"May today there be peace within. May you trust God that you are exactly where you are meant to be. May you not forget the infinite possibilities that are born of faith. May you use those gifts that you have received, and pass on the love that has been given to you. May you be content knowing you are a child of God. Let this presence settle into your bones, and allow your soul the freedom to sing, dance, praise and love. It is there for each and every one of us."
Saint Teresa of Ávila (16th Century)
I was in a meeting a while ago when one person (kudos to Mark) stated that we’ve been talking about change being needed in the church for years, but little if anything has changed. Then along comes this virus and suddenly we change things almost overnight. He lamented that for all those years of talk, we had been ignoring the Holy Spirit, yet we sit up and pay attention to a virus.
I can certainly appreciate his frustration! And on one level I am completely in agreement. However, I’m also prepared to embrace a more positive and (hopefully) faith-filled response.
The years - decades, even - of talking about change in the church have indeed led to great frustration. I have heard that expressed and felt it myself time and again over the last three months and longer. Those years, however, have led to an increased hunger and readiness for change. They have also added to the sense of urgency. We have known for a very long time that if nothing changes in the church, we will continue the trajectory we seem to be on of declining numbers and an ageing profile. We will continue to have little perceived relevance to younger generations, and to the broader community. Our major dilemma seems to have been that we simply don’t know what the change needs to be. Hence, we keep talking about it.
All of a sudden, we were forced into changing how we do our normal things (gathering, worship, pastoral practice, outreach, mission activities, …) and we had to change very fast. I remember the last Sunday I sat in worship wondering if we would be able to gather the next Sunday, and what that would mean for us all. We weren’t allowed to gather, and it meant we had to worship in a different way. It left the congregation’s leadership scrambling - deciding what they could do, how they would do it, and how they would get the message out to the congregation so all could join in. And it happened! Not only in the congregation with whom I worship, it happened across our Presbytery, across the Synod, across the country.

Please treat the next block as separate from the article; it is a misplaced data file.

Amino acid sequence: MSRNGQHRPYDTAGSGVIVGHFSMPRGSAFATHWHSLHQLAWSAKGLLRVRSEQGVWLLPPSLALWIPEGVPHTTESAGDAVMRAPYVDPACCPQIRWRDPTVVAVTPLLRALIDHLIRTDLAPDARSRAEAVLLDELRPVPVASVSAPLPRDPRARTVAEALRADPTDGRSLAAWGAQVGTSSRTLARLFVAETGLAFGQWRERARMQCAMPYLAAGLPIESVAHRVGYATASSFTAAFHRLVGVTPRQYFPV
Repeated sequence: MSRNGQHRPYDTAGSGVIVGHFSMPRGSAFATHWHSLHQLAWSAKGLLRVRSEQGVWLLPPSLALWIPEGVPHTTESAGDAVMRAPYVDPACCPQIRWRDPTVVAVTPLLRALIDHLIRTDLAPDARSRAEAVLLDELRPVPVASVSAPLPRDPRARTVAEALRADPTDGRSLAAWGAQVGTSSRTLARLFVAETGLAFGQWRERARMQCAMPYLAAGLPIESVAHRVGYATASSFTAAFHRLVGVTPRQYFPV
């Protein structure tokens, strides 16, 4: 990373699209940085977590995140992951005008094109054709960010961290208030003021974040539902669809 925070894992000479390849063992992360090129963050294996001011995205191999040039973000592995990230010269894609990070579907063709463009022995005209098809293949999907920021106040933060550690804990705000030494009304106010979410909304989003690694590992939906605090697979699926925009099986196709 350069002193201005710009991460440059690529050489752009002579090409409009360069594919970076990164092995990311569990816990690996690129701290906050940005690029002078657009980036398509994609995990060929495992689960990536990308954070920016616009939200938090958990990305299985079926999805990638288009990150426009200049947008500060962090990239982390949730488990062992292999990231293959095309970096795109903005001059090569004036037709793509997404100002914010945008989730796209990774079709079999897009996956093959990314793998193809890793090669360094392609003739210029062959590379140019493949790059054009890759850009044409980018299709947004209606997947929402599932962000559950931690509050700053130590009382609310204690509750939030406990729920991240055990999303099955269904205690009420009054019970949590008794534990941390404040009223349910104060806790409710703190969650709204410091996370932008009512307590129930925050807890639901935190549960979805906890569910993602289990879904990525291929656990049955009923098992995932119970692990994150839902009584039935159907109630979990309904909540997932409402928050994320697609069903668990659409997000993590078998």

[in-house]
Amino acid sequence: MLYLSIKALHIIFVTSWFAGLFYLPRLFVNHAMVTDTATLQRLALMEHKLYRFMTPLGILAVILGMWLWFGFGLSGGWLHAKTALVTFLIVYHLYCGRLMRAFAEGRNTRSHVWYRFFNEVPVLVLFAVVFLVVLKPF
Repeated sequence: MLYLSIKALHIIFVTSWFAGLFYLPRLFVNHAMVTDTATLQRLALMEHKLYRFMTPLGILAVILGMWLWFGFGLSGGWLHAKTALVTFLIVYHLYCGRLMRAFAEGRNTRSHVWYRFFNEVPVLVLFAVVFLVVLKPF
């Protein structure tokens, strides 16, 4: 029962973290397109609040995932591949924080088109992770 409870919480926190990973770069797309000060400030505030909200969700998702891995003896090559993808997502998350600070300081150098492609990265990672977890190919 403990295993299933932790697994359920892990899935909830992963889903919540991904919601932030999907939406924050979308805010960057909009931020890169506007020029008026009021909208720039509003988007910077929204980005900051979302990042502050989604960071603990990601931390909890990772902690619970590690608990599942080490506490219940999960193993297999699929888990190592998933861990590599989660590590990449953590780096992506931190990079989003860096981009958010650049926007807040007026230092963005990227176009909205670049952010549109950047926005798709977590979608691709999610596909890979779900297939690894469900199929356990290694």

We made these changes because of a virus, but we made them in the power of the Holy Spirit!
If you follow the liturgical calendar, you will know that we have just celebrated Pentecost, recalling that the Holy Spirit, the Helper Jesus promised to send, came and rested on the disciples and stirred them into action. After this Sunday (when we wrestle with the seemingly ungraspable nature of Trinity) we will be entering into a long season of “Ordinary Time” that will take us through to the celebration of Christ the King leading us into Advent. “Ordinary Time” is anything but ordinary! With its liturgical colour of green, it is a season in our church year when we look for new signs of life and growth. It is a time when we are nurtured as the people of God, and encouraged in our own discipleship in the world.
This is certainly no season - either in our liturgical calendar or through the restrictions we are still facing - to sit back and rest thinking that God will turn up when we can re-turn to “normal.” God has turned up, God is at work: in us and through us in the world. The Holy Spirit is leading us in the changes we have needed to make, not just because we’ve had to respond to the guidelines and restrictions around COVID-19, also because as a church we have needed to change.
I do not for a moment think that God ‘caused’ this virus to emerge and travel around the world in the way it is doing. However, I do believe very firmly that God is moving and working through this time, and through the people who allow God to live and breathe and work in them. In us and through us, the Holy Spirit is bringing the life and hope that the world needs to know — for all people and for all of creation. “Ordinary Time” is not normal. There is no normal, unless it becomes normal for us to follow wherever the Spirit leads us. Oh! May it be so!
Blessings and peace,